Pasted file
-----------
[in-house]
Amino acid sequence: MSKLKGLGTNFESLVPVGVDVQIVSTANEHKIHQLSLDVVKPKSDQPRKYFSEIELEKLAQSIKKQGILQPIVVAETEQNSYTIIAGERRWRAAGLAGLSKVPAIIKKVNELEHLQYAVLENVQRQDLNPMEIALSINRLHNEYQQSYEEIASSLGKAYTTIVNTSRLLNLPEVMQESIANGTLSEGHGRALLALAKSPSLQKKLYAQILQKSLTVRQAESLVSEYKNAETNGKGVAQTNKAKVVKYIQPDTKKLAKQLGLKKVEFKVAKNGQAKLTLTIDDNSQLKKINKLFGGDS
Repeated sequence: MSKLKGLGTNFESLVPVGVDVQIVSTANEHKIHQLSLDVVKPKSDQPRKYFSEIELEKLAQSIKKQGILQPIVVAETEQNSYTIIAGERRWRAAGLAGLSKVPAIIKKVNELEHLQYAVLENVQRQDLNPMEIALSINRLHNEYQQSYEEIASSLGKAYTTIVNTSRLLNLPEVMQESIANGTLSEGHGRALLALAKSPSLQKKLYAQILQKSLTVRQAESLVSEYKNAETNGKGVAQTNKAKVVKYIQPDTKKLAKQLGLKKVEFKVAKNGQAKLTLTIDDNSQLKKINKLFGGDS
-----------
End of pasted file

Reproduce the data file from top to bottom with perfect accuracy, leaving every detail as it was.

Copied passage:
[in-house]
Amino acid sequence: MSKLKGLGTNFESLVPVGVDVQIVSTANEHKIHQLSLDVVKPKSDQPRKYFSEIELEKLAQSIKKQGILQPIVVAETEQNSYTIIAGERRWRAAGLAGLSKVPAIIKKVNELEHLQYAVLENVQRQDLNPMEIALSINRLHNEYQQSYEEIASSLGKAYTTIVNTSRLLNLPEVMQESIANGTLSEGHGRALLALAKSPSLQKKLYAQILQKSLTVRQAESLVSEYKNAETNGKGVAQTNKAKVVKYIQPDTKKLAKQLGLKKVEFKVAKNGQAKLTLTIDDNSQLKKINKLFGGDS
Repeated sequence: MSKLKGLGTNFESLVPVGVDVQIVSTANEHKIHQLSLDVVKPKSDQPRKYFSEIELEKLAQSIKKQGILQPIVVAETEQNSYTIIAGERRWRAAGLAGLSKVPAIIKKVNELEHLQYAVLENVQRQDLNPMEIALSINRLHNEYQQSYEEIASSLGKAYTTIVNTSRLLNLPEVMQESIANGTLSEGHGRALLALAKSPSLQKKLYAQILQKSLTVRQAESLVSEYKNAETNGKGVAQTNKAKVVKYIQPDTKKLAKQLGLKKVEFKVAKNGQAKLTLTIDDNSQLKKINKLFGGDS